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Cynthia Thompson, PhD, RD
Member, Arizona Cancer Center;
Associate Professor of Nutritional Sciences,
University of Arizona
Cancer, a disease of uncontrolled growth, is sometimes
preventable and, with recent advances in treatment, may
also be curable. It is estimated that one in two males and
one in three females in the U.S. will be diagnosed with
cancer during their lifetime including non-melanoma
skin cancer.
Approximately 30,000 new cases of lung, breast,
colorectal and prostate cancer will be diagnosed in
Arizona this year. Age remains the most common risk
factor, but diet and physical activity hold the most
promise as modifiable risk factors. In fact, adherence
to a healthy diet has been estimated to reduce risk of a
cancer diagnosis by approximately 30 percent. And
when people adopt other healthy habits, such as daily
physical activity, the risk may be reduced close to
50 percent.
Put simply, if you wish to reduce your risk for cancer,
the American Cancer Society, American Institute for
Cancer Research and the National Cancer Institute
all recommend:
If you have been diagnosed with cancer, it is important
to know that most people survive, particularly when
the disease is diagnosed in the early stages. So, if you
are a cancer survivor, here are some ideas to keep
yourself healthy (note that they are similar to the
recommendations at the left).
Eat vegetables 4-6 times a day and include variety
in color and flavor. You can be assured that you
will receive all the cancer preventive nutrients and
phytochemicals your body needs.
Be active—not only should you schedule
recreational activities for yourself, but you should
also make physically active lifestyle choices—park
away from your destination, jump rope in the TV
room, walk at lunch, pace the floor when you’re on
the phone, take the stairs, etc.
Data from studies conducted in breast cancer survivors
suggest survival may be increased by as much as about
40 percent in females who eat more carotenoids.
Carotenoids give fruits and vegetables their rich color,
for example:
Green leafy vegetables
Achieve and maintain a healthy body weight
Eat a plant-based diet enriched with colorful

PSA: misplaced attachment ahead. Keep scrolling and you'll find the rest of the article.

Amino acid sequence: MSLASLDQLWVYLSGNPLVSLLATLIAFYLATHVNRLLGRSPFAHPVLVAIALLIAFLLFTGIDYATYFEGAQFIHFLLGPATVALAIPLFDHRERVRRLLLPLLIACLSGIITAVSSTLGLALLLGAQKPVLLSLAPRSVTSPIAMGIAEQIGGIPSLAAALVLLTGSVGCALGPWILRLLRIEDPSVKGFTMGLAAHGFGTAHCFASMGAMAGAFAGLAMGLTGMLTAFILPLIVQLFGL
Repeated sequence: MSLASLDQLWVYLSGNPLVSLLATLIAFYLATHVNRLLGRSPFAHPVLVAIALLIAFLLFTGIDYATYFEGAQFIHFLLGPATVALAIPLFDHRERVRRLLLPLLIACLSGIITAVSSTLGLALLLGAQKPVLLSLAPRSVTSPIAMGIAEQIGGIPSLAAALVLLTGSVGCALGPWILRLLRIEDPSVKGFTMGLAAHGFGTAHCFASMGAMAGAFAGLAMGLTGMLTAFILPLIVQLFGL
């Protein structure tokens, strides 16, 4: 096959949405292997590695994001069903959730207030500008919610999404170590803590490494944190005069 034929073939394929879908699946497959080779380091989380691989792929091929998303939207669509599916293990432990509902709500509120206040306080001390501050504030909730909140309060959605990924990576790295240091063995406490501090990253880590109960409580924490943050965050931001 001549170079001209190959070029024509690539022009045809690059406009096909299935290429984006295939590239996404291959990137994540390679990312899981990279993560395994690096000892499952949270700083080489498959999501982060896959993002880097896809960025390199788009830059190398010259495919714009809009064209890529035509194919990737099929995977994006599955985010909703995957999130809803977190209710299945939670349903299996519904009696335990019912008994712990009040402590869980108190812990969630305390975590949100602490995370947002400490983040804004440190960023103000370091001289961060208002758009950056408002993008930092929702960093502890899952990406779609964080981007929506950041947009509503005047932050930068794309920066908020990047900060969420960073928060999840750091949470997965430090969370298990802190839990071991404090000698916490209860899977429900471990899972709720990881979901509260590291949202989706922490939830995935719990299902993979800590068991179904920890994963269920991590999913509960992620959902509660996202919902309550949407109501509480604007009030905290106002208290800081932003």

Cantaloupe or watermelon
Sweet potatoes
Other dark green, yellow-orange vegetables
and fruit
Choose foods that are low in fat—lean poultry,
fish, low or no fat dairy
Avoid processed and high fat meats
Be physically active every day
Do not smoke
It is also extremely important for you to reduce calorie
intake as a way of maintaining a healthy body weight.
Excess body weight not only promotes several cancers
(breast, endometrial, ovarian, colorectal, prostate) it may
also lead to the onset of diabetes and cardiovascular
disease in cancer survivors. Recent evidence suggests
that a diagnosis of diabetes is an associated risk factor
for several cancers, especially recurrent breast cancer.
While studies are limited, other eating behaviors that
have suggested improved health for cancer
survivors include:
Higher intake of vegetables in the crucifer
family (broccoli, kale, cabbage, cauliflower, bok
choy, kohlrabi, brussels sprouts, wasabi and
Low fat food intake (about 20 percent of total daily
calories) of nonfat dairy, lean meats, increased
amounts of fish and poultry, and avoidance of fried
foods or added fats, such as butter/margarine,
gravy and salad dressings)
Increased intake of berry, cherry, green tea, onion,
garlic, tomato products and citrus, as these foods
are rich in cancer-preventive compounds
Reduced intake of sweetened beverages, and
increased intake of vegetable juice and/or green,
white or black tea
Alcohol consumption in low to moderate amounts,
if at all
Cancer is a survivable disease for most people facing
this diagnosis. A cancer diagnosis can be challenging
and difficult to face on many levels. Some patients
undergoing treatment find diet and activity to be aspects
of treatment they can actively participate in, potentially
establishing healthier lifestyles for years to come.
Looking for a great resource? “American Cancer Society Complete Guide to Nutrition for Cancer Survivors 2010” and “Great American Eat Right Cookbook,”
both co-edited by Cynthia Thompson, PhD, RD, are available at